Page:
Hi guys, this is my first time on this site, I love that there’s a meeting place for all of us so we can all light a fire under us to study. Here’s a question: From the book, pg. 32, Reading 71 in the Derivatives book about forward contracts: An alternative procedure, called cash settlement, permits the long and short to pay the net cash value of the position on the delivery date. For example, suppose two parties agree to a forward contract to deliver a zero-coupon bond at a price of $98 per $100 par. At the contract’s expiration, suppose the underlying zero coupon bond is selling at a price of $98.25. The long is due to receive from the short an asset worth $98.25, for which a payment to the short of $98.00 is required. In a cash-settled forward contract, the short simply pays the long $0.25. I understand the logic here, but what’s the point if the value of what’s transferred is equal to its market value? Why not just buy it in the market that day and forget making the contract?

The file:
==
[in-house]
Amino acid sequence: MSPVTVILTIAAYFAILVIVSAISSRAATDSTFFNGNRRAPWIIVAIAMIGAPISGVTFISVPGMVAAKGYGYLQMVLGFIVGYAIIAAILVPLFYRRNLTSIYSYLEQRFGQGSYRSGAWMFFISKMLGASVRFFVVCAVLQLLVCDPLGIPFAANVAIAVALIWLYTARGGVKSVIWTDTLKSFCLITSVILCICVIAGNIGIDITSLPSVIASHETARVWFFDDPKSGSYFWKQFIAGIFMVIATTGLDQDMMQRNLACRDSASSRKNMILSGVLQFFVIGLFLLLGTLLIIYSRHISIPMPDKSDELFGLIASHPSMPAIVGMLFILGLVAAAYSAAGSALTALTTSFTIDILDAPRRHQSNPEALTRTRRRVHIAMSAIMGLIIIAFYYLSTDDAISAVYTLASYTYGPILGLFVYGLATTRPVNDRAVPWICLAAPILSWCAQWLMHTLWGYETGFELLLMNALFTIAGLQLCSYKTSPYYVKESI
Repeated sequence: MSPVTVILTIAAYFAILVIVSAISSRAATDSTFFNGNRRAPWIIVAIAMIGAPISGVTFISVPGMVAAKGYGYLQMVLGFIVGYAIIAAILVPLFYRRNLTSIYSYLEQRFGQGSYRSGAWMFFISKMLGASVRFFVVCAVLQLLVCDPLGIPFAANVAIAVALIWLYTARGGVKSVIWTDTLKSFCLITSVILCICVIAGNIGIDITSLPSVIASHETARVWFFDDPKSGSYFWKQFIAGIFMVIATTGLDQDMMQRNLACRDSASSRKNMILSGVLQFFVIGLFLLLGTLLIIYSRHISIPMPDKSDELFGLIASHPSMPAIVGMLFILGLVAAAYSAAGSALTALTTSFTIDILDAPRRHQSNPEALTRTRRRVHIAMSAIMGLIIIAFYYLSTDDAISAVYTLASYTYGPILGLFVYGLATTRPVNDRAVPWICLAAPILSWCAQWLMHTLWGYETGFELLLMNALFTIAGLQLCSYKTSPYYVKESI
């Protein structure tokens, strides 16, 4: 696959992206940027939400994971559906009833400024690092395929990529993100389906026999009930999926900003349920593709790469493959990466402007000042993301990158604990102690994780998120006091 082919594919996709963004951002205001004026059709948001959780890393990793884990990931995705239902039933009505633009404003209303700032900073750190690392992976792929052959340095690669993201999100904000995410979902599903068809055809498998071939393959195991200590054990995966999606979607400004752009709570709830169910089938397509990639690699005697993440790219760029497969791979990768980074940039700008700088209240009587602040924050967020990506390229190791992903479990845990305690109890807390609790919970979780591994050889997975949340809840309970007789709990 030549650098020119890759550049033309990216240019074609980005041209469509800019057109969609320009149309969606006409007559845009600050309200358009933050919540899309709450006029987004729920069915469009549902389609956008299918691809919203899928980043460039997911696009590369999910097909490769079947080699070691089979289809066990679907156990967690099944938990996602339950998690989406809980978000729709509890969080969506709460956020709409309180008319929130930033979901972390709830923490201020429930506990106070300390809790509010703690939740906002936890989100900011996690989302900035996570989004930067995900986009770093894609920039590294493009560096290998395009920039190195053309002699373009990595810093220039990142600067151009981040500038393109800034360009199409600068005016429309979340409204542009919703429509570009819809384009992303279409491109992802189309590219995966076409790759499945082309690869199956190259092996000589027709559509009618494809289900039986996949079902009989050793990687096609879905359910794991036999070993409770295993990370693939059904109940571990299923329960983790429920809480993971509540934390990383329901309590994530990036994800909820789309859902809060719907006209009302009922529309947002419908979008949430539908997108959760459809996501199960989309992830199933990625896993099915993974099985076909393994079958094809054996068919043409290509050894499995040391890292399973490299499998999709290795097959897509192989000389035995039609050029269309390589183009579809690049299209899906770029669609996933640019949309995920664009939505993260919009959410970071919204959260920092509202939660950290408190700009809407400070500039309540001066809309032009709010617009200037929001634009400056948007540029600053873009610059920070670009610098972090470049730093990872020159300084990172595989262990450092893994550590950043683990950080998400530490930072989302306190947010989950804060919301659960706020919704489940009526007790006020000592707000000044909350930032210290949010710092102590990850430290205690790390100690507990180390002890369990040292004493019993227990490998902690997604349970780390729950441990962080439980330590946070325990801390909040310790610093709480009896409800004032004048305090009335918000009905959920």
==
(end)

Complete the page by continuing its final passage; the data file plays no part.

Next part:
This is just a way of hedging against unknown risk. The price of the zero coupon bond can go below 98 as well which means he can buy the bond for a lower price but has commited to buy for 98 and has to bear a loss. If the price is worth more than 98, long will benefit from it as he has to pay only 98.
Party A: Hey B! Party B: What’s up, A? Party A: nothing much going on around here. How about those zeros? Party B: Up $0.25. Give me $98, I’ll give you a zero worth $98.25 in the market. Party A: Well…I don’t really need/want the bond. You keep it, just give me my gain of $0.25. Party B: Oh well, ok then, let’s settle for cash. And that’s about it.
Of course you could also write a cash-setlled forward contract on things that are hard to deliver like $1,000,000*# inches of rain in Des Moines in July. Edit: “right” instead of “write”, WTF?